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a solid character

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his scholarship was solid and sound— McGifferty

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or unbroken continuity (as in time, group feeling, or opinion)
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put in a solid week on a piece of work

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the solid vote of the members

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Analogous words: compact, Close, dense, thick: tough, tenacious, *strong: *stiff, rigid, inflexible
Antonyms: loose, flabby
Contrasted words: flaccid, *limp, floppy, flimsy, sleazy

New Dictionary of Synonyms. 2014.

Synonyms:

Look at other dictionaries:

  • Firm — or The Firm can have several meanings:*Any business entity such as a corporation, partnership or sole proprietorship. This more general meaning is used in macroeconomics (in terms such as ideal firm size). *The word firm is sometimes used in a… …   Wikipedia

  • Firm — Firm, a. [Compar. {Firmer}; superl. {Firmest}.] [OE. ferme, F. ferme, fr.L. firmus; cf. Skr. dharman support, law, order, dh? to hold fast, carry. Cf. {Farm}, {Throne}.] 1. Fixed; hence, closely compressed; compact; substantial; hard; solid;… …   The Collaborative International Dictionary of English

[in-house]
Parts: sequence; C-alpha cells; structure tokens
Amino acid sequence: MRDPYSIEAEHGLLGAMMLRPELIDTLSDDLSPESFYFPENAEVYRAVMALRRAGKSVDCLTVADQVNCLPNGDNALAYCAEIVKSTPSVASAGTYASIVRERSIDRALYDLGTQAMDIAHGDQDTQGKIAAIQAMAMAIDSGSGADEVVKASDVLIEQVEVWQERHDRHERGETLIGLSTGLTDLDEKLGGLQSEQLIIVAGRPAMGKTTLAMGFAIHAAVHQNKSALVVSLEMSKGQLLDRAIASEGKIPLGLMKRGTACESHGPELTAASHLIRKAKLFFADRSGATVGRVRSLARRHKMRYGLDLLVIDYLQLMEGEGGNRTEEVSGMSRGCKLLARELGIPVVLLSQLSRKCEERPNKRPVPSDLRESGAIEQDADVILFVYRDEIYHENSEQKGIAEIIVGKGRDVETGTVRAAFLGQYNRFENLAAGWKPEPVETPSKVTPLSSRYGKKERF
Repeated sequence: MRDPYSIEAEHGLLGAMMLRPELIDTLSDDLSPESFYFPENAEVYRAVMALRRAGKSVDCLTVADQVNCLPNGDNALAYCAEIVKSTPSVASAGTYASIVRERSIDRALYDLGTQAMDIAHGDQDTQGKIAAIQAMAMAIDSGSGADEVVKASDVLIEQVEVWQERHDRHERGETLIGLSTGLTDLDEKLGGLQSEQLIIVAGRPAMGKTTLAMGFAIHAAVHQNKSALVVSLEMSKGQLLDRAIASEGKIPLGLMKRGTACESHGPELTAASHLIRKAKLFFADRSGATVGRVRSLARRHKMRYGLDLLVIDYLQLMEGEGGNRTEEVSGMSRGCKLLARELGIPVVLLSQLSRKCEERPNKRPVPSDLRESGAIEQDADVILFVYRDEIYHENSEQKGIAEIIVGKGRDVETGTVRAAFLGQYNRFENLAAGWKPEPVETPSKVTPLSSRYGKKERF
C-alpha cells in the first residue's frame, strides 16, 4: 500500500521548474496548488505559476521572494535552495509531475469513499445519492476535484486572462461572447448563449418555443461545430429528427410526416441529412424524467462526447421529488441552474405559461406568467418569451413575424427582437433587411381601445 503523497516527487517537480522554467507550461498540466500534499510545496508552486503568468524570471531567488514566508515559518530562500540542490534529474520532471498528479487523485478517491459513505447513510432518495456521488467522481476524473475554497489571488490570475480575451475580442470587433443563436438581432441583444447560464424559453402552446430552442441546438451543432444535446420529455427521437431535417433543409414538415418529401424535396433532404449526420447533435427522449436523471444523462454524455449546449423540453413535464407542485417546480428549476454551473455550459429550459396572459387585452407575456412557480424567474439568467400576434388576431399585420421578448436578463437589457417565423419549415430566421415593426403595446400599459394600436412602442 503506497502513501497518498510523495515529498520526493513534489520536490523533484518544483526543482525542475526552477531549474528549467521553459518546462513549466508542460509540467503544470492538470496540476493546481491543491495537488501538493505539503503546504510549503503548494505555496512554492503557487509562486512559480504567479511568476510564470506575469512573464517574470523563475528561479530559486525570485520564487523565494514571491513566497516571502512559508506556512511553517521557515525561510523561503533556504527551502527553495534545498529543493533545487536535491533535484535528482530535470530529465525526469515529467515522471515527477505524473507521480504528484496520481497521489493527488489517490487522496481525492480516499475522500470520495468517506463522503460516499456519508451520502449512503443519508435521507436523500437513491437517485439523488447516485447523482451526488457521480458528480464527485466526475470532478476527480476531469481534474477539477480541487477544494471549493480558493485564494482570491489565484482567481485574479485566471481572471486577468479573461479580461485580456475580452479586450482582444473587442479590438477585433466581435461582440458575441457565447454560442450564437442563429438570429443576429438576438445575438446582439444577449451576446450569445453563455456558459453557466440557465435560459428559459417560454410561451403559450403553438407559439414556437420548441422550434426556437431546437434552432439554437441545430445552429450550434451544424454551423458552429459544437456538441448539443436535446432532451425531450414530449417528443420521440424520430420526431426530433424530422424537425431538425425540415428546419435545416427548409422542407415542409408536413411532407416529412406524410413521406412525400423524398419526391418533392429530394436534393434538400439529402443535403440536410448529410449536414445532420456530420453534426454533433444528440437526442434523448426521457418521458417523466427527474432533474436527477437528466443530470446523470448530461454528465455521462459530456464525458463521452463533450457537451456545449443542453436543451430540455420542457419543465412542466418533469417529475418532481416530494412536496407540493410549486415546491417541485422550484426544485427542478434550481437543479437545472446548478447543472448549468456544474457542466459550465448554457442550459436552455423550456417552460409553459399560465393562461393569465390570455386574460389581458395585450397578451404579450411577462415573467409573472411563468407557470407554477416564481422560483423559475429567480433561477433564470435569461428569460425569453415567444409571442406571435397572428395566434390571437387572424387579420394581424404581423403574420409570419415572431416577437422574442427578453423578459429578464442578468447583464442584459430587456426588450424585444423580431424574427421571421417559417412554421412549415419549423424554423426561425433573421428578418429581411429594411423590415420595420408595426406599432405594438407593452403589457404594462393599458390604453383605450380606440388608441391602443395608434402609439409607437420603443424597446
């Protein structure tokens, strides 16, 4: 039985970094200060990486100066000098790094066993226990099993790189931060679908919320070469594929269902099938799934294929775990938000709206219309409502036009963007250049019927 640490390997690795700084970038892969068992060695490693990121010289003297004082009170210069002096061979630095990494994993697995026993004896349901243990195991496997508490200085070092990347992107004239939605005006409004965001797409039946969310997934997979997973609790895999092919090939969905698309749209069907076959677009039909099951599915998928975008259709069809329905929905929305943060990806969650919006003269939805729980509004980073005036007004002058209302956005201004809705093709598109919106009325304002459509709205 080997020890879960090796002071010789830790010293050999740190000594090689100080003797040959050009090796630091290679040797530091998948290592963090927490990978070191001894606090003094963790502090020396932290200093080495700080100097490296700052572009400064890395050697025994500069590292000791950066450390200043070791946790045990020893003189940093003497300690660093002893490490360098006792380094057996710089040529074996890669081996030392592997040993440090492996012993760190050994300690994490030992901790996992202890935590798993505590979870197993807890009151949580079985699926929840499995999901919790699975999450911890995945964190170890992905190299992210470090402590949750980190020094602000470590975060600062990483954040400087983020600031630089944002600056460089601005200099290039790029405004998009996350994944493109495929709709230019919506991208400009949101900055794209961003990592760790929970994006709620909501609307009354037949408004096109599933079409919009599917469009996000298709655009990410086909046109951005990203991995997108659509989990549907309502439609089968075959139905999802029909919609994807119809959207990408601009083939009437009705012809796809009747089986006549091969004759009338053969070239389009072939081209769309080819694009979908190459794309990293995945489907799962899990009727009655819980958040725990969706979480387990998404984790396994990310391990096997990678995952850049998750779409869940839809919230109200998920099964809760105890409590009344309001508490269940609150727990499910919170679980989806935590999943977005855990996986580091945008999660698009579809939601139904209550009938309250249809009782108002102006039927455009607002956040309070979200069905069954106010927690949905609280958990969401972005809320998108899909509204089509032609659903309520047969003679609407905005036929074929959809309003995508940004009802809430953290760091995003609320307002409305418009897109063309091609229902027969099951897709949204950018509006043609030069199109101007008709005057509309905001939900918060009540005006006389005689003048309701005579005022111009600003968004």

• firm — firm1 [fʉrm] adj. [ME ferm < OFr < L firmus < IE base * dher , to hold, support > Sans dhárma, precept, law, Gr thronos, armchair] 1. not yielding easily under pressure; solid; hard 2. not moved or shaken easily; fixed; stable 3.… …   English World dictionary

  • firm — Ⅰ. firm [1] ► ADJECTIVE 1) having an unyielding surface or structure. 2) solidly in place and stable. 3) having steady power or strength: a firm grip. 4) showing resolute determination. 5) fixed or definite: firm plans …   English terms dictionary

  • Firm — Firm, n. [It. firma the (firm, sure, or confirming) signature or subscription, or Pg. firma signature, firm, cf. Sp. firma signature; all fr. L. firmus, adj., firm. See {Firm}, a.] The name, title, or style, under which a company transacts… …   The Collaborative International Dictionary of English

  • firm — n [German Firma, from Italian, signature, ultimately from Latin firmare to make firm, confirm] 1: the name or title under which a company transacts business 2: a partnership of two or more persons that is not recognized as a legal person distinct …   Law dictionary

  • Firm — Firm, v. t. [OE. fermen to make firm, F. fermer, fr. L. firmare to make firm. See {Firm}, a.] 1. To fix; to settle; to confirm; to establish. [Obs.] [1913 Webster] And Jove has firmed it with an awful nod. Dryden. [1913 Webster] 2. To fix or… …   The Collaborative International Dictionary of English

  • firm — [adj1] inflexible close, close grained, compact, compressed, concentrated, concrete, condensed, congealed, dense, fine grained, hard, hardened, heavy, impenetrable, impermeable, impervious, inelastic, jelled, nonporous, refractory, rigid, set,… …   New thesaurus

  • firm — Adj erw. fremd. Erkennbar fremd (18. Jh.) Entlehnung. Entlehnt aus l. fīrmus fest, sicher, stark , wohl in Anlehnung an ne. firm.    Ebenso ne. firm. Hierzu unmittelbar firmen, zu dessen lateinischem Vorbild auch Firma und Firmament gehören; ein… …   Etymologisches Wörterbuch der deutschen sprache

  • firm — adverb is used mainly in two fixed expressions, to stand firm and to hold firm to. In all other contexts the natural adverbial form is firmly: The bracket was firmly fixed to the wall …   Modern English usage